there is some quadrilateral that you know that has four right angles
and you also happen to know that it is a square
what can you say about its sides

- anonymous

the sides must be equal?

- ganeshie8

you know that the degree of g(x) is less than k
and you also happen to know that g(x) has "k" incongruent solutions
what can you say about its leading coefficient ?

- ganeshie8

- anonymous

that p divides the leading coefficient. But let me confirm that
IF A and B, then C
Suppose A and ~C, then ~B
right?

- ganeshie8

\((A\land B) \implies C \\\iff\\ (A\land \neg C) \implies \neg B\)
?

- anonymous

so what I said is correct? about A,B,C

- anonymous

so about the assumption:
A = p divides leading coefficient
B = f(x) has n degree
C = f(x) has at most n incongruent solutions

- anonymous

p does not*

- ganeshie8

so about the assumption:
A = p does not divide the leading coefficient
B = g(x) has degree n which is less than k
C = g(x) has at most n incongruent solutions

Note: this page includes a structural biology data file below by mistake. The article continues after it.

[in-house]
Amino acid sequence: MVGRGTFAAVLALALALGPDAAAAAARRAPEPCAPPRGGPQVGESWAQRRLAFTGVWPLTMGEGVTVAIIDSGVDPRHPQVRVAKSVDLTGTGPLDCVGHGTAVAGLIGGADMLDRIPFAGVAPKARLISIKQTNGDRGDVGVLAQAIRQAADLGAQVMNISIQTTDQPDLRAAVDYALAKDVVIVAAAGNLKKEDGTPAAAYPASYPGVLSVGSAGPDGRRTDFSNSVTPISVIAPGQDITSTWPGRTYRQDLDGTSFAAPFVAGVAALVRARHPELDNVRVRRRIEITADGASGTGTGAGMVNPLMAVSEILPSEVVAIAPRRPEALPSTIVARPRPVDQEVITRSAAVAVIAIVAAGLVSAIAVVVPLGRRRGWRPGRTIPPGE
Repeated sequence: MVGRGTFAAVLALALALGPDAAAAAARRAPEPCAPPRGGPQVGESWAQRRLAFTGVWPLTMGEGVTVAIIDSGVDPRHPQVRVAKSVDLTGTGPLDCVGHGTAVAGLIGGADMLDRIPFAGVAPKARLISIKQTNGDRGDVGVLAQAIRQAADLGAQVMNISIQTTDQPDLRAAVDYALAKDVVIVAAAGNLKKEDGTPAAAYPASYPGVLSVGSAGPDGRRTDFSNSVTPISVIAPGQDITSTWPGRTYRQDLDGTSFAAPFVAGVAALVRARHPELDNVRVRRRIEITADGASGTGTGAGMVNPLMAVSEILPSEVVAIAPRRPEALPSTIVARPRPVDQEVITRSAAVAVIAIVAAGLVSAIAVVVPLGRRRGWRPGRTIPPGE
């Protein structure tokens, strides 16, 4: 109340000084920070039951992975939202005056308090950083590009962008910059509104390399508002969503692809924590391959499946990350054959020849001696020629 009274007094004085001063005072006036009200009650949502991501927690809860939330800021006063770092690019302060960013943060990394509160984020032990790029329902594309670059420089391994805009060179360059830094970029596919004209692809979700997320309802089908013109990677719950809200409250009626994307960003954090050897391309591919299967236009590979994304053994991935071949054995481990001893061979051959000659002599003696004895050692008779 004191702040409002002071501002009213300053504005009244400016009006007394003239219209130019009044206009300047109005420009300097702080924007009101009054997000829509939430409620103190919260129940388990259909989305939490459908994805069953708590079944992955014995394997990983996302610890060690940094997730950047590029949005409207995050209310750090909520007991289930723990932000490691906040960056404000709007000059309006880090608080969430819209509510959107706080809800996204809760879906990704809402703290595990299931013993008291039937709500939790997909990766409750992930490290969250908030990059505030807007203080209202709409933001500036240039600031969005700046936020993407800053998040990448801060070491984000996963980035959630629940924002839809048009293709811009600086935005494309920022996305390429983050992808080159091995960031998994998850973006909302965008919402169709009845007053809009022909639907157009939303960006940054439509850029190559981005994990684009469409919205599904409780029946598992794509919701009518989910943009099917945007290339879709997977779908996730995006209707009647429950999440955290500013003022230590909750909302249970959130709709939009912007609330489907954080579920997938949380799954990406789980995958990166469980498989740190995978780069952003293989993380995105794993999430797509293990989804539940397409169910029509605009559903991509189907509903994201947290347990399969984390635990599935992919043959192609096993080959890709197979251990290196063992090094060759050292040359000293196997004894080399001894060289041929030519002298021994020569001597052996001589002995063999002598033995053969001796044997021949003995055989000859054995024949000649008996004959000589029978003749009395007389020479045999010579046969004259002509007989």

- anonymous

right g(x)

- anonymous

ok, so since g(x) has k-1 (which less than k), but it has k incongruent solutions, therefor P must divide the leading coefficient!

- anonymous

sorry, k-1 degree*

- anonymous

i don't know :D

- ganeshie8

since \(p\mid a_k\),
\(g(x) \equiv 0x^{k}+a_{k-1}x^{k-1}+\cdots + a_1x+a_0 \\\equiv a_{k-1}x^{k-1}+\cdots + a_1x+a_0 \pmod{p}\)

- anonymous

since p | a_k, a_k congrent 0 (mod p) right

- anonymous

i'm still puzzled at why you replaced a_k with 0

- anonymous

why's that? what modulo law was used?

- anonymous

Sorry if I'm slow. Going from integer to polynomial is big jump for me XD

- anonymous

@ganeshie8

Looking for something else?

Not the answer you are looking for? Search for more explanations.